It was a hard life in Chennai. He did all the daily chores by himself in his room. The local language was totally unfamiliar to him; and he had no acquaintances. He utilized this opportunity; in a way this served to help him to brush up his English further, as he had to rely on it most of the time. He made full use of the enforced solitude for his contemplative pursuits. The patriotic instinct, which had sprouted in his heart at Varanasi, blossomed forth during his stay in Chennai, and reinforced his resolve to do anything for the sake of the country. He had clarity in his thought, purposiveness in action, firm faith in mental and physical powers, and a fearless disposition developed through his intellectual integrity.
As the source of income for the family suddenly dried up, Madhavrao's pursuit of his studies at Chennai became impossible. With a heavy heart, he returned to Nagpur. He then came into contact with Ramakrishna Ashram at Dhantoli in Nagpur. This contact gradually became more and more intimate. It was as if the timeless voice of Vivekananda had begun to beckon him.
Madhav Sadashiv Golwalkar as Professor
In May 1930 he was officially appointed as professor of zoology in Varanasi Hindu Vidyapeeth. The parents were overjoyed that their ambition had been fulfilled. Madhavrao left for Varanasi. As far as his profession was concerned, Prof. Golwalkar was a strict disciplinarian. With his sharp intellect and clarity of thought, he was a class apart from other professors there. His activities now were different from those of his student life. Every single activity in his routine had an assigned place and schedule. Sandhya vandana, then Yogasanas and Pranayama immediately followed the bath.Theduration of meditation and reflection had doubled.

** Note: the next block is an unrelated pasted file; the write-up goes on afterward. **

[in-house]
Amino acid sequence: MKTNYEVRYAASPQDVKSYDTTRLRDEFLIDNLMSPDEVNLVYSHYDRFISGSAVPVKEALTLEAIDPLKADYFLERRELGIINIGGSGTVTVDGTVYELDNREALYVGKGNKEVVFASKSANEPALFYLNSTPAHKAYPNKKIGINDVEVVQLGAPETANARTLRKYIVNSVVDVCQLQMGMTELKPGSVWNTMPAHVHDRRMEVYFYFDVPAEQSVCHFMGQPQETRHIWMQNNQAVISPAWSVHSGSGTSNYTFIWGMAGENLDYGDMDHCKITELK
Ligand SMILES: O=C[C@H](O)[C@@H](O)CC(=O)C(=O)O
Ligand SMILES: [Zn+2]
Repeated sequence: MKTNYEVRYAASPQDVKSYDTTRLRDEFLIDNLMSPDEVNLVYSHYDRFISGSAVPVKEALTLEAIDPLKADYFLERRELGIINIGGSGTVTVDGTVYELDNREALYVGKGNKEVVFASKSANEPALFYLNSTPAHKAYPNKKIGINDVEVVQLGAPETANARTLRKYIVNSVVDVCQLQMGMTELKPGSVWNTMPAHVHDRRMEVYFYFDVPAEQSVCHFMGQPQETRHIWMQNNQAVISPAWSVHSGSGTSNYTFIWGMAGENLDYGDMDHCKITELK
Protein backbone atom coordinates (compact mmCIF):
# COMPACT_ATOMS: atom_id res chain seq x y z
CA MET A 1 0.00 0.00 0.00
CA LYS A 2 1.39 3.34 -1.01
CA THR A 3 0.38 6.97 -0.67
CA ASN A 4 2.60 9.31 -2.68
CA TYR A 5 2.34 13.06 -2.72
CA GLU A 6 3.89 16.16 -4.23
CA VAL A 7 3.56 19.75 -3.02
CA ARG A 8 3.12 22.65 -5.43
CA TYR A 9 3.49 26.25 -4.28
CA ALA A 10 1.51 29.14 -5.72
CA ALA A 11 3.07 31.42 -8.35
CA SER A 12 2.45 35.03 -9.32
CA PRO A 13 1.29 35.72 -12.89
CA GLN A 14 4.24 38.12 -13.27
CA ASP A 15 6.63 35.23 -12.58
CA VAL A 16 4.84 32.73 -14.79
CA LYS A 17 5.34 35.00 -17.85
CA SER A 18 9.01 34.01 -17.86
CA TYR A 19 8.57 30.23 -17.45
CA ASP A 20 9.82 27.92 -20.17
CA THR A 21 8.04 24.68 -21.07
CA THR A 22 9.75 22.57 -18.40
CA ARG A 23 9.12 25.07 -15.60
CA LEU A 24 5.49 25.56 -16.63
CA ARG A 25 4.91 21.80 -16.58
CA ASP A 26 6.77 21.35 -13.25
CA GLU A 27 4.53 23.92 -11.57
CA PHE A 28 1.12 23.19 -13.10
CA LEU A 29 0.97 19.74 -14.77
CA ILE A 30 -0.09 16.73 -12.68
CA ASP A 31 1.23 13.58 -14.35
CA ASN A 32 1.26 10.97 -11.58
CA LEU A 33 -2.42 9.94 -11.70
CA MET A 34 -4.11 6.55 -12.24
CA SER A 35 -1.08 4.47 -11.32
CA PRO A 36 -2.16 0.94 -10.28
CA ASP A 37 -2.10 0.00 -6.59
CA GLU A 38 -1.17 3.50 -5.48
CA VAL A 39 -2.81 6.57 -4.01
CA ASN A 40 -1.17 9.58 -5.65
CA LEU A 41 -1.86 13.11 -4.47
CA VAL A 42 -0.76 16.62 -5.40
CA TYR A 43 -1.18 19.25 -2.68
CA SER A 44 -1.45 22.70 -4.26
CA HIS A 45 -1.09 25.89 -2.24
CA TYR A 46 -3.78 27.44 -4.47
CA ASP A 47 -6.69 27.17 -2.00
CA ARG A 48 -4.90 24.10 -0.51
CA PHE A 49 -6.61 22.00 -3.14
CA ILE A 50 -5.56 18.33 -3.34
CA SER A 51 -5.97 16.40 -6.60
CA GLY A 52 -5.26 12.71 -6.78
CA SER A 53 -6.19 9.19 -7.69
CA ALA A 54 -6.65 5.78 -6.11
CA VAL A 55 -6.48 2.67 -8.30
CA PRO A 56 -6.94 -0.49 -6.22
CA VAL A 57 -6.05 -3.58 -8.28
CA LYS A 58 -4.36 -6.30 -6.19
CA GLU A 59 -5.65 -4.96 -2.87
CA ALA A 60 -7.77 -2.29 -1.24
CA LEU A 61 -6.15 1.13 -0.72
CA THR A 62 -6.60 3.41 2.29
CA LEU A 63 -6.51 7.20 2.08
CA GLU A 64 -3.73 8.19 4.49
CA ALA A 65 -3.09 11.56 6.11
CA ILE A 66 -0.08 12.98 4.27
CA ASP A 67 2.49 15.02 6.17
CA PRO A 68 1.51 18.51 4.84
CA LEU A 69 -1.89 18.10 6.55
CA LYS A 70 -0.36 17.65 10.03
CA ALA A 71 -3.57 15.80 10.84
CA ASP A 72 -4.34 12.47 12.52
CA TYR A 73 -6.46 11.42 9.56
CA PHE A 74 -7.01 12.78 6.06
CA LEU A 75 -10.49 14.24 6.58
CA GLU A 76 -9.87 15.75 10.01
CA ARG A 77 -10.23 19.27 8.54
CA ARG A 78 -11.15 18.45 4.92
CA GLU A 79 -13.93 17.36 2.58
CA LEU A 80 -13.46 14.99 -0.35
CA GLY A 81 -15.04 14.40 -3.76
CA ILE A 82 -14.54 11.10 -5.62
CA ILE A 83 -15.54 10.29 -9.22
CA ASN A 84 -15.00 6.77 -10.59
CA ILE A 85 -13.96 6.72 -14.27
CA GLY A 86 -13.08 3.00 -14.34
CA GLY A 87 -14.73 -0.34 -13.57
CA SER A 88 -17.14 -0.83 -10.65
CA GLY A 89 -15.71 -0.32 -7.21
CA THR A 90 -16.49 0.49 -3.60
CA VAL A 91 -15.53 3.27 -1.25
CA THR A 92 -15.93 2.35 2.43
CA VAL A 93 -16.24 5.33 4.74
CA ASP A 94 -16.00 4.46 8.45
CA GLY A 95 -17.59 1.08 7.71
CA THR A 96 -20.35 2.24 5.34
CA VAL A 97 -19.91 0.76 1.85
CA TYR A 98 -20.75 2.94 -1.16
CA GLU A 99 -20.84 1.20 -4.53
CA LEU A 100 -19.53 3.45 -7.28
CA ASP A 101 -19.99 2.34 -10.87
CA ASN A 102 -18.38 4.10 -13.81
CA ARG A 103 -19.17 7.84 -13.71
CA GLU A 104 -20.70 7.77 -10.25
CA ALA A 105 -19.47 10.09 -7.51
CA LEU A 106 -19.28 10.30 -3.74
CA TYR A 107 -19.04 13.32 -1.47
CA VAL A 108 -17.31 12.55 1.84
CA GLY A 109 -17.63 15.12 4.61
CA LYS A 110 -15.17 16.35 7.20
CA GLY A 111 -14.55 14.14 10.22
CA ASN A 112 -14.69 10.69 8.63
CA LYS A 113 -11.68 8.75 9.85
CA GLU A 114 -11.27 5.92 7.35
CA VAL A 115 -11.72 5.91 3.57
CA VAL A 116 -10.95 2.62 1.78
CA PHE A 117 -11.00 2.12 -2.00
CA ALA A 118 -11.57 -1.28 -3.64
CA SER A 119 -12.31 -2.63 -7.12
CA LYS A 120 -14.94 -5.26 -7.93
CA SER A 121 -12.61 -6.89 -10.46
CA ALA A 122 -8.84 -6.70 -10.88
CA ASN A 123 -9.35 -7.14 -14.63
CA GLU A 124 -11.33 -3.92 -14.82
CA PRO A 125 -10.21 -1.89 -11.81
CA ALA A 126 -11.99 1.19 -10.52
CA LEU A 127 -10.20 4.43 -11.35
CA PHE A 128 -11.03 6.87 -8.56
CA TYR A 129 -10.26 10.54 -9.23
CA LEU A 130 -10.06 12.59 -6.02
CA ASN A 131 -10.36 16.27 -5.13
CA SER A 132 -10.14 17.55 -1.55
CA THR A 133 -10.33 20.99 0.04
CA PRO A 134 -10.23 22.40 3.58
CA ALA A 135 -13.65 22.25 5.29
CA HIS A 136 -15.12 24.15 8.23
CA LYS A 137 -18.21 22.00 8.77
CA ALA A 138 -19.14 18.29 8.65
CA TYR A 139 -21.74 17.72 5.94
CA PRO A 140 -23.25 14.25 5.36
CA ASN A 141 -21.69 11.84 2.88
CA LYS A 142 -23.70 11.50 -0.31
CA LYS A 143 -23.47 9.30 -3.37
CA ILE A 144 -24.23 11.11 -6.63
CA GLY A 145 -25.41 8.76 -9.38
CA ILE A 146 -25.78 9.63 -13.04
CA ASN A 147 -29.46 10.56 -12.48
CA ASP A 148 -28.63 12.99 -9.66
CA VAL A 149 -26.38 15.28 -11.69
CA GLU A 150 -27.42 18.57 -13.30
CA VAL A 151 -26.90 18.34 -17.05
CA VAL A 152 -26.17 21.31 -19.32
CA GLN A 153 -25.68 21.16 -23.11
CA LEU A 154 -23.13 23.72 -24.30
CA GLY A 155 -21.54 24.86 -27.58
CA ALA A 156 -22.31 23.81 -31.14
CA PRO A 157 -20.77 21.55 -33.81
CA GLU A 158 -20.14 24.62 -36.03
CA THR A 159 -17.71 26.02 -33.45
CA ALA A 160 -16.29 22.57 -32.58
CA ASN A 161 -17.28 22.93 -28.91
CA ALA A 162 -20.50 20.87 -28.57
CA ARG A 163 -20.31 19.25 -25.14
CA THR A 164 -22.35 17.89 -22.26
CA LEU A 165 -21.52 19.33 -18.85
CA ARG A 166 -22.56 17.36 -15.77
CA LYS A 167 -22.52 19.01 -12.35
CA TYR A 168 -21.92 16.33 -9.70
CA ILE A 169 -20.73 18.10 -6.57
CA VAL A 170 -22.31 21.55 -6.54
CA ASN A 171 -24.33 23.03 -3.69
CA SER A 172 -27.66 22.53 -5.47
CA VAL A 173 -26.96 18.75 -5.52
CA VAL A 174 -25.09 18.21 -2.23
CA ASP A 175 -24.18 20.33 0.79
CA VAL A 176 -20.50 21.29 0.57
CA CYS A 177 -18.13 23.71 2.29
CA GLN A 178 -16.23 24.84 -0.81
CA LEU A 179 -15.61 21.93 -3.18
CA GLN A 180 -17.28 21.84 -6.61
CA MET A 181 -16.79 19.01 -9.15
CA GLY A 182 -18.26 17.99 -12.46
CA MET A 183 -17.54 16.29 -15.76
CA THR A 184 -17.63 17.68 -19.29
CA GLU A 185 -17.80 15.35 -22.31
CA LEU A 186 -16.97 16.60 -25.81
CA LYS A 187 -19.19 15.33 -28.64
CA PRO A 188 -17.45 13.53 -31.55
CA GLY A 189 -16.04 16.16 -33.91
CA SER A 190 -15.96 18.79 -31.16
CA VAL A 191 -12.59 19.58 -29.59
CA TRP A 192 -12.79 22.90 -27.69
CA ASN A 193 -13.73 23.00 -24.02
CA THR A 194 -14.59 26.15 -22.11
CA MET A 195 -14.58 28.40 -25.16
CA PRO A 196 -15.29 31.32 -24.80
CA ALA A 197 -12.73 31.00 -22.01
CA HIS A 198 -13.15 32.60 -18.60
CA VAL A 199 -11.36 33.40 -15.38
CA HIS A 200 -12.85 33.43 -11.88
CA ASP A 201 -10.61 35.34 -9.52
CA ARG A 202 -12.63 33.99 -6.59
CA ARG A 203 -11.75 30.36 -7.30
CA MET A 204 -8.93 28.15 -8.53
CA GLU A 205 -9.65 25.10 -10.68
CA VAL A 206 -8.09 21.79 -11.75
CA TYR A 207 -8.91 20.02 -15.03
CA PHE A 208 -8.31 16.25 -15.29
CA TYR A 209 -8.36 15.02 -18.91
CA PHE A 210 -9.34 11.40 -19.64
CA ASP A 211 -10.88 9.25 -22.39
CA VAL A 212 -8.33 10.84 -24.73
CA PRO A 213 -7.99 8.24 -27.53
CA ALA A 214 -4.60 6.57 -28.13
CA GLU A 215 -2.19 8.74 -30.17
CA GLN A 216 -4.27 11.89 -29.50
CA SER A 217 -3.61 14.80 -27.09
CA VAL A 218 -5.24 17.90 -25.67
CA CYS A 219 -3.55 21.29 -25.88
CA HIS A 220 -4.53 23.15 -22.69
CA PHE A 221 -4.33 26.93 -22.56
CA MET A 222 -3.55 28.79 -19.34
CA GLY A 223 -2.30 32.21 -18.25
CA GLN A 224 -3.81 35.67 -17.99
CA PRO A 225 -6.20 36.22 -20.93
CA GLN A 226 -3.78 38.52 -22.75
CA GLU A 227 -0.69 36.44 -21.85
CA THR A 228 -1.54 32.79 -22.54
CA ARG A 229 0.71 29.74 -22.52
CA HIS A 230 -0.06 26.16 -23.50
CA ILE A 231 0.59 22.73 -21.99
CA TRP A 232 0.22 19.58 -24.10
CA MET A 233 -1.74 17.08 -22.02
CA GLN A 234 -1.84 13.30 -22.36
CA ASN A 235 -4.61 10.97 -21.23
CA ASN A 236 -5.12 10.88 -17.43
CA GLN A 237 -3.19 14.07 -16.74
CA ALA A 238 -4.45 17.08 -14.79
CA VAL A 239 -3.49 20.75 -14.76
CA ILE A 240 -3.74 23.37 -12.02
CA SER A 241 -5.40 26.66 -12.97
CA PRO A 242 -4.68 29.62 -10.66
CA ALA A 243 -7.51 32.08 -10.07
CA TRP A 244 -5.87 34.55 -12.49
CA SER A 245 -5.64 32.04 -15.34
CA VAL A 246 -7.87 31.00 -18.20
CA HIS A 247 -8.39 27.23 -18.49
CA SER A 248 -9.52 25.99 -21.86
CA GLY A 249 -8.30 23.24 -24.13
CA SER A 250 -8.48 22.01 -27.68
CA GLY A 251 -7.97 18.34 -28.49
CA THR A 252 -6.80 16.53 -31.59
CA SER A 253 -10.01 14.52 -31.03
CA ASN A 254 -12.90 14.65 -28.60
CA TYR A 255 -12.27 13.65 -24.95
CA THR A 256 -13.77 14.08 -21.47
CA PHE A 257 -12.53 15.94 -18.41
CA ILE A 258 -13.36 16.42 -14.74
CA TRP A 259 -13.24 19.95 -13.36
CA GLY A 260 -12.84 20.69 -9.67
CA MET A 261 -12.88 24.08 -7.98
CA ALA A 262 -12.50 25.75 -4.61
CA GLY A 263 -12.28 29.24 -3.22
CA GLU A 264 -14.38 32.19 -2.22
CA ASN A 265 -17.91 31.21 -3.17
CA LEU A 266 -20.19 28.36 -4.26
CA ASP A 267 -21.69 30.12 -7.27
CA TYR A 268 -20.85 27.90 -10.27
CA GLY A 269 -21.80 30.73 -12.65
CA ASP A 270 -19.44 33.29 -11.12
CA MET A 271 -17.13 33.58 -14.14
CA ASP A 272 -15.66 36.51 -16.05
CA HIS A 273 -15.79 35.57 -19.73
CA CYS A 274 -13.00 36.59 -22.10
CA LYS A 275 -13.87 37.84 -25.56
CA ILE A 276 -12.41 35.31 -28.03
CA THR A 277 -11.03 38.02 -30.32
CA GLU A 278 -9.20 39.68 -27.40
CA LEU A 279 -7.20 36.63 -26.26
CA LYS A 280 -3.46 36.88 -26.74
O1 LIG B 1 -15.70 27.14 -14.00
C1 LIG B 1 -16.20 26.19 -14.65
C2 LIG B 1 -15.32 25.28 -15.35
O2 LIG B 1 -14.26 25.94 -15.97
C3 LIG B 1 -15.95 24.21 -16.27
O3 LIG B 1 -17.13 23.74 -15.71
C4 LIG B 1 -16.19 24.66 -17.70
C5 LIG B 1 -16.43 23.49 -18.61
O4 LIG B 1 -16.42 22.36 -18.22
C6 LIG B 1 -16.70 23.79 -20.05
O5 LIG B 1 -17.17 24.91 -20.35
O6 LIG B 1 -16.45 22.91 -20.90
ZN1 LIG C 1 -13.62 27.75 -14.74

Having himself experienced poverty in boyhood, he was ever eager to help the poor and needy students in all possible ways. Although he was professor of zoology, he taught subjects like English, mathematics, economics, philosophy, etc., outside the class-hours without expectation of any return. Because of this habit of engaging himself in extra studies only with a view to helping others, Professor Golwalkar came to be endearingly called as 'Madhav'. That epithet stuck to him and became popular not only among the youth in the University but, later, throughout the country.